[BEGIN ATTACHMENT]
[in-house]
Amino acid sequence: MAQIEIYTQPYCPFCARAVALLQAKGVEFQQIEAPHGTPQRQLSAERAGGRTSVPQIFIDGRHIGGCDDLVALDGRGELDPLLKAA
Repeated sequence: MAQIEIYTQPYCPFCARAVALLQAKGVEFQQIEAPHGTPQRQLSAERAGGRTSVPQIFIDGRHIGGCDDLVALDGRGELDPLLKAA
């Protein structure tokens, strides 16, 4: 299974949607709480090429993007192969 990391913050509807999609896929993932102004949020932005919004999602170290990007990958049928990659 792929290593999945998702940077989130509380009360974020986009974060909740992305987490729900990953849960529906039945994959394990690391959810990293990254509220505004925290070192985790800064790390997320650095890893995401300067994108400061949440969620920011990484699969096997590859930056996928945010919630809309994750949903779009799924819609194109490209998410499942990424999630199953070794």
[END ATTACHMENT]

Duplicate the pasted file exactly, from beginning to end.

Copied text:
[in-house]
Amino acid sequence: MAQIEIYTQPYCPFCARAVALLQAKGVEFQQIEAPHGTPQRQLSAERAGGRTSVPQIFIDGRHIGGCDDLVALDGRGELDPLLKAA
Repeated sequence: MAQIEIYTQPYCPFCARAVALLQAKGVEFQQIEAPHGTPQRQLSAERAGGRTSVPQIFIDGRHIGGCDDLVALDGRGELDPLLKAA
């Protein structure tokens, strides 16, 4: 299974949607709480090429993007192969 990391913050509807999609896929993932102004949020932005919004999602170290990007990958049928990659 792929290593999945998702940077989130509380009360974020986009974060909740992305987490729900990953849960529906039945994959394990690391959810990293990254509220505004925290070192985790800064790390997320650095890893995401300067994108400061949440969620920011990484699969096997590859930056996928945010919630809309994750949903779009799924819609194109490209998410499942990424999630199953070794």